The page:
Henry David Thoreau, the Iconoclast of Concord, took Emerson at his word and set off, once, into the Maine woods, where he almost died from an overdose of Nature. The awareness that -- gasp -- Nature was indifferent to him created a crisis in his philosophy and a bit of a breach between himself and Emerson. Thoreau remained a Transcendentalist, but he backed way off from the idea that Nature is aware of humans and wants to help them. I think this is the saner, and safer, position.

Thursday, November 12, 2009


Who is this man, and why is he staring off into the middle distance? It's a young-ish Ralph Waldo Emerson, the Sage of Concord, whose philosophy, articulated in a series of essays, spawned the movement we know as Transcendentalism. Emerson looks so calm and assured because nothing really bad ever happened to him.

Transcendentalism has its roots in Romanticism and its head in the clouds. Its heyday was from roughly 1835 to 1845, but its influence permeated the 19th Century. We can see its Romantic roots in the following tenets:

* People are basically Good.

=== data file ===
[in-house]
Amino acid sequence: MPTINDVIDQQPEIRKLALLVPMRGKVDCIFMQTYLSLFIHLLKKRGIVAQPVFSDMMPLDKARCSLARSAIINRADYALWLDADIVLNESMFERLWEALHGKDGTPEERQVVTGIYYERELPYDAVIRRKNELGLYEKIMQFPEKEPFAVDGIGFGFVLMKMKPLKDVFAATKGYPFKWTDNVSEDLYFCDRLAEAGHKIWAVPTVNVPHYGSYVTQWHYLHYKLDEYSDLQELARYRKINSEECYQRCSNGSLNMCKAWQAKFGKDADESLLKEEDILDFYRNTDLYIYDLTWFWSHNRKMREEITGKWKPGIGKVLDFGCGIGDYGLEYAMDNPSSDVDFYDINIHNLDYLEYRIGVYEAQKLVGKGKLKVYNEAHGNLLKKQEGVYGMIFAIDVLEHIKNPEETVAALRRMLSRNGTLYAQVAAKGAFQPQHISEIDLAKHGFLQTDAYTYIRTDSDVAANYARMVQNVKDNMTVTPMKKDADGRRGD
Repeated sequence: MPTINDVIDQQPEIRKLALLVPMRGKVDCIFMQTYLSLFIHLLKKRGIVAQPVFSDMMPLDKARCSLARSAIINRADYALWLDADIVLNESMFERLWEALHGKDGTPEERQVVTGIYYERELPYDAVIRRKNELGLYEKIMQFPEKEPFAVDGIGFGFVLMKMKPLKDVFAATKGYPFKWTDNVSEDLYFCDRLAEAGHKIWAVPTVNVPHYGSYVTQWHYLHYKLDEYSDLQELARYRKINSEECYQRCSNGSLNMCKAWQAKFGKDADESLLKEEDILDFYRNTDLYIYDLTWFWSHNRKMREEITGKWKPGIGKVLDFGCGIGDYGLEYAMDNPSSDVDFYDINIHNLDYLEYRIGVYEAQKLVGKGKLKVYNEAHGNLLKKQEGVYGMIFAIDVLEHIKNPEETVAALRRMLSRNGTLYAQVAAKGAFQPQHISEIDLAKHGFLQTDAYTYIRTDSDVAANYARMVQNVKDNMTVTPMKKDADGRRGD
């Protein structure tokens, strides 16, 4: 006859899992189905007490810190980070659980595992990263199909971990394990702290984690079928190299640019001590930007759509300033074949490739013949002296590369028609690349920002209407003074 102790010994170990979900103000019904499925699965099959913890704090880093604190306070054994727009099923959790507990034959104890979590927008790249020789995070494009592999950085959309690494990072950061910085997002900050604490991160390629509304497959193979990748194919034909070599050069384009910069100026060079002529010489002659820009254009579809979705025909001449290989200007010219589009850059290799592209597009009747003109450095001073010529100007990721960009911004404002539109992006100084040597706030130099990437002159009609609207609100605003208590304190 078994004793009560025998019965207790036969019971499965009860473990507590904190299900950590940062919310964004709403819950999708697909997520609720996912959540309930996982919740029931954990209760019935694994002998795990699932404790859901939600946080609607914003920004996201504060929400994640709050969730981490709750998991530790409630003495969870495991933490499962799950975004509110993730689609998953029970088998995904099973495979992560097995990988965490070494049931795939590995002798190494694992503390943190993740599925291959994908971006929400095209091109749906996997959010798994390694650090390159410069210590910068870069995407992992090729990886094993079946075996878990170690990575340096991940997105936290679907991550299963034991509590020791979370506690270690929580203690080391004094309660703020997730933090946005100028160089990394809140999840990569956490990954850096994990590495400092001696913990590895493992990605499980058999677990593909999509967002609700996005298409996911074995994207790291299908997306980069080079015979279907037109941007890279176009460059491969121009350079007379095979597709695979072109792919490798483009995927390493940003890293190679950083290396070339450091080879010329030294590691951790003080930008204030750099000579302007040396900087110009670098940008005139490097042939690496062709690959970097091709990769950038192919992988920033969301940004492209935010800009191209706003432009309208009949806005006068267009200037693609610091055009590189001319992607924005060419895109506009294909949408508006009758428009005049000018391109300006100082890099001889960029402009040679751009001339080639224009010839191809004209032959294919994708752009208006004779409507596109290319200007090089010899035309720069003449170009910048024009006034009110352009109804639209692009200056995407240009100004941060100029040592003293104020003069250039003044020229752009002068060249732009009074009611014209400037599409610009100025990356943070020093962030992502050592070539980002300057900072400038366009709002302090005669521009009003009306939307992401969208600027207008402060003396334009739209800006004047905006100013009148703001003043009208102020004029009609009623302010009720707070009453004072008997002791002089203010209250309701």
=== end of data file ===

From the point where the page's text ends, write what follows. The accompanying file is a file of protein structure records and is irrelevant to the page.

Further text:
* Nature is Good and the source of all Goodness.
* People can be perfect, and have unlimited potential.
* Individual experience is the only experience that matters.

It differed from Romanticism in that it taught that men and women were equal, and that the mind controlled the world, not the other way around.

The Transcendentalists' view of religion gave rise to Unitarianism as we know it. It differed significantly from earlier views, and was a complete rejection of Puritanical Calvinism. In short, it taught:

* God can be known, through nature and individual experience.
* God is in everyone, and everyone is in God.
* Everyone is part of a universal "over-soul" that unites all of humanity in Goodness.
* All religions hold some truth, and no one religion is right or wrong. Religion, however, is not necessary for a relationship with God.
* The Bible is unnecessary, because it is too narrow.
* Jesus is unnecessary, because people are Good and don't need a savior.
* Miracles don't happen, and never have.